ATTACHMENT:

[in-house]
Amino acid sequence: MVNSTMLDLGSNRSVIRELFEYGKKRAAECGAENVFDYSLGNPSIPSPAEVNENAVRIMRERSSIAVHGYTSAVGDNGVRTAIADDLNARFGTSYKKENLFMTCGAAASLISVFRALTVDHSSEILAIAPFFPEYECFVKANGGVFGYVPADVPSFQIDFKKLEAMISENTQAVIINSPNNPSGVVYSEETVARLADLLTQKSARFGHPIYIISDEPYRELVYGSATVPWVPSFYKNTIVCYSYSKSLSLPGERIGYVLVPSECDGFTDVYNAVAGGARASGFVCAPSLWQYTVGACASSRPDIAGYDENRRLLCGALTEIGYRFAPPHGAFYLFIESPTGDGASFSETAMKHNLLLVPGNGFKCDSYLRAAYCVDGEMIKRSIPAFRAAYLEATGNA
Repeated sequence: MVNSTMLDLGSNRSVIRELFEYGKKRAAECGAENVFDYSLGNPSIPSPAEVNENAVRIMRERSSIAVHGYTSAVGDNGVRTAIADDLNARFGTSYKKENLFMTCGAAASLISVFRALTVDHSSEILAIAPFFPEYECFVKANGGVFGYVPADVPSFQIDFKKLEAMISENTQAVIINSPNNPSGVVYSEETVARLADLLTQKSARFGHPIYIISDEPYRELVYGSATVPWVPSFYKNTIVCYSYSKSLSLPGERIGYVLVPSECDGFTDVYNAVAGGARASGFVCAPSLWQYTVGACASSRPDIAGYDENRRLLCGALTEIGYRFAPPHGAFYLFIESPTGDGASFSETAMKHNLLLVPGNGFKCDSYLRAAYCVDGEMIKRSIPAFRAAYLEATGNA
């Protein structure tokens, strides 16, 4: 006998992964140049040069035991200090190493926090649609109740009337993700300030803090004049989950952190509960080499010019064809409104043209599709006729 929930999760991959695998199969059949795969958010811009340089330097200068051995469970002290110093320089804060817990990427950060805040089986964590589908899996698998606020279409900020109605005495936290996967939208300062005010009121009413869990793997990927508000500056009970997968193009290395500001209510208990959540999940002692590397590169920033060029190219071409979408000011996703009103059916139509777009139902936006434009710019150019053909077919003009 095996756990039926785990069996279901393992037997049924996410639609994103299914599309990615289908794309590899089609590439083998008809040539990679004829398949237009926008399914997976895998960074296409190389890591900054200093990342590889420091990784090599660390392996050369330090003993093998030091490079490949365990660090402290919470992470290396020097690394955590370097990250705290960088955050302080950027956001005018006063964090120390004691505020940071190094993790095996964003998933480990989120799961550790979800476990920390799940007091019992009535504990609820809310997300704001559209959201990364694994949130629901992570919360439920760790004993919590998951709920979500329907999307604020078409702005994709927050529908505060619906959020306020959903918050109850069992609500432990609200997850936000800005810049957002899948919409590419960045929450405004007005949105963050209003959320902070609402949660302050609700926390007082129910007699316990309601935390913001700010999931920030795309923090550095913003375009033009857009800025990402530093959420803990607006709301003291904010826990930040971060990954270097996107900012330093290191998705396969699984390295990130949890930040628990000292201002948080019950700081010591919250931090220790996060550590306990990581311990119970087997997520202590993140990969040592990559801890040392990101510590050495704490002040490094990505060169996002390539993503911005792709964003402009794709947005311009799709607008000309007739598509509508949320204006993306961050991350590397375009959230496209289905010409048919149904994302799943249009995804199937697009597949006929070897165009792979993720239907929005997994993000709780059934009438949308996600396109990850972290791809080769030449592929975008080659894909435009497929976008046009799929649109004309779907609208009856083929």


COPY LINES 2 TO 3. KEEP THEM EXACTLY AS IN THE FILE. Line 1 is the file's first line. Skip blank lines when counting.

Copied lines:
Amino acid sequence: MVNSTMLDLGSNRSVIRELFEYGKKRAAECGAENVFDYSLGNPSIPSPAEVNENAVRIMRERSSIAVHGYTSAVGDNGVRTAIADDLNARFGTSYKKENLFMTCGAAASLISVFRALTVDHSSEILAIAPFFPEYECFVKANGGVFGYVPADVPSFQIDFKKLEAMISENTQAVIINSPNNPSGVVYSEETVARLADLLTQKSARFGHPIYIISDEPYRELVYGSATVPWVPSFYKNTIVCYSYSKSLSLPGERIGYVLVPSECDGFTDVYNAVAGGARASGFVCAPSLWQYTVGACASSRPDIAGYDENRRLLCGALTEIGYRFAPPHGAFYLFIESPTGDGASFSETAMKHNLLLVPGNGFKCDSYLRAAYCVDGEMIKRSIPAFRAAYLEATGNA
Repeated sequence: MVNSTMLDLGSNRSVIRELFEYGKKRAAECGAENVFDYSLGNPSIPSPAEVNENAVRIMRERSSIAVHGYTSAVGDNGVRTAIADDLNARFGTSYKKENLFMTCGAAASLISVFRALTVDHSSEILAIAPFFPEYECFVKANGGVFGYVPADVPSFQIDFKKLEAMISENTQAVIINSPNNPSGVVYSEETVARLADLLTQKSARFGHPIYIISDEPYRELVYGSATVPWVPSFYKNTIVCYSYSKSLSLPGERIGYVLVPSECDGFTDVYNAVAGGARASGFVCAPSLWQYTVGACASSRPDIAGYDENRRLLCGALTEIGYRFAPPHGAFYLFIESPTGDGASFSETAMKHNLLLVPGNGFKCDSYLRAAYCVDGEMIKRSIPAFRAAYLEATGNA